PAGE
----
You may not be aware of this, because no one seems to be talking about it, but as of right now there are no Canadian-based teams in a playoff spot. In fact, they are more likely to compete for the draft lottery than for a post-season berth. Injuries and poor play have contributed to an abysmal season for all seven teams north of the border. For the ignorant, this is somehow viewed as an indication that Canada is no longer good at hockey. The notion is as silly as it is incorrect. Both the men’s and women’s national teams are currently holders of Olympic Gold medals, and there are eight Canadian-born players among the top 20 in NHL scoring
The caliber of hockey players from Canada haven’t suddenly gotten worse. It simply means that the rest of the world has gotten better, and that’s a good thing. The other nations are really starting to catch up and even the playing field, making International competitions even more fierce and exciting. And that can only be great for the game. What makes this season so unique is that not only are no Canadian-based teams in playoffs, but none are really even competing for a spot. It’s as if they all suddenly went into rebuild mode (which isn’t quite the case other than the Toronto Maple Leafs and perhaps the Edmonton Oilers). Canadian teams boast some of the best players in the world, but it just hasn’t seemed to come together this year. Again, this is no measuring stick for the state of hockey in the country, but it does come with some negative consequences.
According to this article released yesterday, television ratings are plummeting around the country, and ticket sales aren’t as lucrative as they once were. Blame the weak Canadian dollar, and blame the weak product on the ice. It’s a perfect storm. As the article cited, Gary Bettman has put all his energy into helping American markets thrive, and hasn’t paid much attention to the Canadian markets. In his defence, he usually wouldn’t have to, because for the most part Canadian teams have always been good business. But for a variety of reasons, it’s not a guarantee anymore.
The good news is that there are some great players scattered throughout this country, who will undoubtedly attract attention and hopefully start to bring some results. If we’ve learned anything, it’s that just because a team is in a Canadian city, it doesn’t mean they are exempt from having to be good for the seats to be filled. Fans want to see a winner, no matter which country they reside in. So while it’s become a running joke that “Canada” can’t win a Cup, and now they can’t even make the playoffs (which again is a ridiculous narrative because countries can’t compete for the Stanley Cup), it’s actually no laughing matter. The lifeblood of the league has been it’s success in genuine hockey markets, where it’s not forced, and no gimmicks are required to get fans in the seats. Canadian teams succeeding and thriving is important for the overall health of the league.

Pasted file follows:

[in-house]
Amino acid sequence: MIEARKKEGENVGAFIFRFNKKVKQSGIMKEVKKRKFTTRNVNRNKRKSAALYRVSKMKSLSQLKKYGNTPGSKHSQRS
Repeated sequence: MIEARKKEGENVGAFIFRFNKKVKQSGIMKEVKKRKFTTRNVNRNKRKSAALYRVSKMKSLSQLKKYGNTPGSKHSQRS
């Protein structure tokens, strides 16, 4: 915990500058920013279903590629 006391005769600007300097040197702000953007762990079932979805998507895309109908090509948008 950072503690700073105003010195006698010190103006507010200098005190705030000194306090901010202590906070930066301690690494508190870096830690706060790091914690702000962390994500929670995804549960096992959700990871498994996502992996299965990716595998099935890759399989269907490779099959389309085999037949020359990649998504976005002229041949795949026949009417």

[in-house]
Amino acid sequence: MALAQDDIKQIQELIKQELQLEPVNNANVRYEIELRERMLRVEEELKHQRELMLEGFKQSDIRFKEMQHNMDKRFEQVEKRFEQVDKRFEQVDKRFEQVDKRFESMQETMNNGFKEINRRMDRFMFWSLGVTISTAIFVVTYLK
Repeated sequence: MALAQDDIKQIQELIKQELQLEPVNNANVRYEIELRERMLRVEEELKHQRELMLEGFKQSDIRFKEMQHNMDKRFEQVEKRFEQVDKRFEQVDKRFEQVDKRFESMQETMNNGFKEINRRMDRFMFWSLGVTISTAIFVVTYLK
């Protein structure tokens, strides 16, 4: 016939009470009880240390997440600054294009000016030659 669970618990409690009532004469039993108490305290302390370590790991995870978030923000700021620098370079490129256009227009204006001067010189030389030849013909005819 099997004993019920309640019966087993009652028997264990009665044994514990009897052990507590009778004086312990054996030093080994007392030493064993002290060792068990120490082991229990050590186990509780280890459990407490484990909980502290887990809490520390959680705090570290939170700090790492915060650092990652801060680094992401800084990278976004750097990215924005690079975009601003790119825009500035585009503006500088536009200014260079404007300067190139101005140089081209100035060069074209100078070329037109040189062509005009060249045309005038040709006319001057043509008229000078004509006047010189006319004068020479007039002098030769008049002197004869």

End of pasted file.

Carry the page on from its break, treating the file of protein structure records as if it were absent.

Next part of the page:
So why is it that all seven Canadian teams have fared so poorly this season? Is there added pressure, a weight of expectations, or a reputation to uphold? Is it just overall bad luck? It’s an unfortunate coincidence that they’re all struggling at the same time. But the reality is that the odds of winning a Stanley Cup will always be stacked against them. When there are 30 teams in the league, and 23 of them are in American cities, the chances are naturally slim. And let’s not kid ourselves. It’s not as if every American team is the model of success either.
The Blue Jackets haven’t won a playoff series in their franchise history. The Panthers have made it just once since the year 2000. The Sharks, Blues and Capitals have been among the best teams in the league for years, yet none have made a Stanley Cup final since 1998. In fact, none of the Sharks, Minnesota Wild, Blue Jackets or Nashville Predators have competed for the Cup in their existence. Does that mean America is bad at hockey? No, because every team is mixture of players from all different nations, and that’s what makes the NHL great. It’s a shame that it’s become a Canada vs the USA competition, rather than a celebration of the diversity in the league.
The Montreal Canadiens have an American captain. The Vancouver Canucks and Ottawa Senators both have Swedish captains. The Winnipeg Jets will likely name either Blake Wheeler or Dustin Byfuglien their next captain, both of whom are American. Not exactly a patriotic display for Canada, but it doesn’t have to be. The NHL is about loyalty to your favorite team, no matter where they’re located. Your favorite players might be from completely different countries than the one you were born in. And there’s nothing wrong with that
Is it funny for some to see Canadian teams doing so bad, when Canada is the birth place of hockey? In theory yes, however it’s a false narrative because International competitions are the only true measuring stick to decide which country is superior at hockey. People seem to take pleasure in what’s going on, but they really shouldn’t. The revenue coming from Canadian teams is a big reason why the league does well in any given year. The playoffs need Canadian teams because it’s good for the NHL, and that effects every team, whether they’re on north side or south side of the border.
Marcy, a former hockey player, is a hockey correspondent on CTV News and TSN radio. She began her career as a Sports Journalist in 2009 and has been part of The Hockey Writers since 2010, where she is currently a senior writer and editor.